Risk assessments should take due account of medical advice and the concerns of the individual woman.

- In respect of chemical hazards, it should be noted that occupational exposure limits are set for adult workers, and women working with hazardous substances should therefore be made aware of the additional risks that these substances might pose to a unborn or breastfed child.

- The directive allows for some flexibility for both the Member States and the women themselves concerning maternity leave after birth (it grants compulsory maternity leave of only two weeks but a total of at least 14 weeks (divided between the time before and after giving birth) are granted). The various risks which could arise for pregnant women or women who have just given birth should be recorded and assessed.

- Since the first trimester of pregnancy is the most vulnerable period in terms of causing permanent damage to the unborn child, all necessary protection to the mother and the unborn child should be started as soon as possible.

GENERAL DUTIES FOR EMPLOYERS CONCERNING RISK ASSESSMENT

The Directives require employers to assess risks to all workers, including new and expectant mothers, and to avoid or control those risks. In carrying out the risk assessment the employer should take into account existing occupational exposure limits. Exposure limits for hazardous substances and other agents are normally set at levels which should not put a pregnant or breastfeeding worker or her child at risk. In some cases, there are lower exposure levels for pregnant workers than for other workers.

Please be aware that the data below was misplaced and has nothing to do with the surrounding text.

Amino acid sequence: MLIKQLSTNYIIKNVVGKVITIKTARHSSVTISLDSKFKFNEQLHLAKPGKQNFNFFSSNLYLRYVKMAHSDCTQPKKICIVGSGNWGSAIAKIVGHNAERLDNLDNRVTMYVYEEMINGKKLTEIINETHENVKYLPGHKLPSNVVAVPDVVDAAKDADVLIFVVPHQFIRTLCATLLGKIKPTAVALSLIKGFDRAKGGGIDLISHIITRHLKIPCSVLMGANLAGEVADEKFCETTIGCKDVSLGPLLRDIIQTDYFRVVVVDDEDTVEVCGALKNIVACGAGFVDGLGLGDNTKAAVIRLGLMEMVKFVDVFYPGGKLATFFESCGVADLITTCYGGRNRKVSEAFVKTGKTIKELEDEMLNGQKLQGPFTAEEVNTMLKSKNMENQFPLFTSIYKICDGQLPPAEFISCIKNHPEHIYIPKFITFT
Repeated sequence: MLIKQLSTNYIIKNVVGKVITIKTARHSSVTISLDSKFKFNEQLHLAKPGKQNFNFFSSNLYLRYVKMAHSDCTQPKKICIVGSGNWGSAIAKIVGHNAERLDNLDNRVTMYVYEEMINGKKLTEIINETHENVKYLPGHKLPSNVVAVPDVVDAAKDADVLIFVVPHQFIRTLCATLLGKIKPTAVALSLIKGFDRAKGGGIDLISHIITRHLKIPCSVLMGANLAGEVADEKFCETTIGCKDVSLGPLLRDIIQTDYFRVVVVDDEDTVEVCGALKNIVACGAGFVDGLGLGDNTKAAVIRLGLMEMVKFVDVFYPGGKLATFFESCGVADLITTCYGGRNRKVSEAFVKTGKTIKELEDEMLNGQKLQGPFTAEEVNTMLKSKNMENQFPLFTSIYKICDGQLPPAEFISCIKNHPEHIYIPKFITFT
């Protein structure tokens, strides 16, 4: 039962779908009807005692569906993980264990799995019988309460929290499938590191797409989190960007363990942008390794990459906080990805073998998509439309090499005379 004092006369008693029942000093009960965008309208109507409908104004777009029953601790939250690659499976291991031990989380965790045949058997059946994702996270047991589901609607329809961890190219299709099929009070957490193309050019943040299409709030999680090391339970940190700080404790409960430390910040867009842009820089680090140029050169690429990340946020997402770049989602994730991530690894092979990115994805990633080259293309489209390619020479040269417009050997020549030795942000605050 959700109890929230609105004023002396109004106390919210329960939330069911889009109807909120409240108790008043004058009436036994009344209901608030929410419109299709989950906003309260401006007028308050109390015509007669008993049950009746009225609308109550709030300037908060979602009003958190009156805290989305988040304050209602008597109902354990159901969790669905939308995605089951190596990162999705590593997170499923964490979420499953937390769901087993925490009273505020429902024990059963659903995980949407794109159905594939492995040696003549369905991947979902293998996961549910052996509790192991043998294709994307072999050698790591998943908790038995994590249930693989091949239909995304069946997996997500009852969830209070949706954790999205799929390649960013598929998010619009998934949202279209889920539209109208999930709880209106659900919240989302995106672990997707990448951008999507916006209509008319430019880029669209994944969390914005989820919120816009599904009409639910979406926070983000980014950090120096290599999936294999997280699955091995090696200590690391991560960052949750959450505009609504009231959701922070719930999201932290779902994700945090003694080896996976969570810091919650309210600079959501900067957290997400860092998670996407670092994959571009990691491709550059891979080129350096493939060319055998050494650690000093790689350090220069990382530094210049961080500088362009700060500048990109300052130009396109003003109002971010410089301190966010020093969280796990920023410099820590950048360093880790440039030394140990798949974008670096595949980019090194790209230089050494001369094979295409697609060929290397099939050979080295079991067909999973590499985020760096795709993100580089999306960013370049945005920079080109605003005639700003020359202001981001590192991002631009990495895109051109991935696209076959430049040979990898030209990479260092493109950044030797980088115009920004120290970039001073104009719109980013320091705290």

The PWD specifically requires employers to take particular account of risks to new, breastfeeding and expectant mothers when assessing risks in the work activity. If the risk cannot be avoided by other means, there will be a need to change the working conditions or hours, or offer suitable alternative work. If that is not possible the worker should be exempted from normal duties for as long as necessary to protect her health or safety or that of her child.

What must an employer do-

In addition to carrying out the general risk assessment required by the Framework Directive and Directive 92/85/EEC, on receiving notification that an employee is pregnant an employer must assess the specific risks to that employee and take action to ensure that she is not exposed to anything which will damage either her health or that of her developing child.

The employer must:

- assess the risk;

this means that he must determine:

(a) the risks to which the pregnant woman or new mother who has recently given birth or is breastfeeding is exposed;